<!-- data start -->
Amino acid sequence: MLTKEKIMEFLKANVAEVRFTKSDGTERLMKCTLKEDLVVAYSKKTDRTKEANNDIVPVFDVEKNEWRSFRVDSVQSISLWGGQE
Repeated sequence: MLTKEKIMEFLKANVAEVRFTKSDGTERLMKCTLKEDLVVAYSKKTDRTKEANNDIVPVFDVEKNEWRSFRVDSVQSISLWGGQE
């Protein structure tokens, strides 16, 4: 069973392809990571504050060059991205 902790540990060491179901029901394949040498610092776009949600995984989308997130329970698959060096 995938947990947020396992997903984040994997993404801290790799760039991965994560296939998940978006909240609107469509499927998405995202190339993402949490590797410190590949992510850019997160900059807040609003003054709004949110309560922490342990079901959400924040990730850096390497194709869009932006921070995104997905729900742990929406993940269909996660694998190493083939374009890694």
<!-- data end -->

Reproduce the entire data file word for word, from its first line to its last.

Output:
Amino acid sequence: MLTKEKIMEFLKANVAEVRFTKSDGTERLMKCTLKEDLVVAYSKKTDRTKEANNDIVPVFDVEKNEWRSFRVDSVQSISLWGGQE
Repeated sequence: MLTKEKIMEFLKANVAEVRFTKSDGTERLMKCTLKEDLVVAYSKKTDRTKEANNDIVPVFDVEKNEWRSFRVDSVQSISLWGGQE
């Protein structure tokens, strides 16, 4: 069973392809990571504050060059991205 902790540990060491179901029901394949040498610092776009949600995984989308997130329970698959060096 995938947990947020396992997903984040994997993404801290790799760039991965994560296939998940978006909240609107469509499927998405995202190339993402949490590797410190590949992510850019997160900059807040609003003054709004949110309560922490342990079901959400924040990730850096390497194709869009932006921070995104997905729900742990929406993940269909996660694998190493083939374009890694």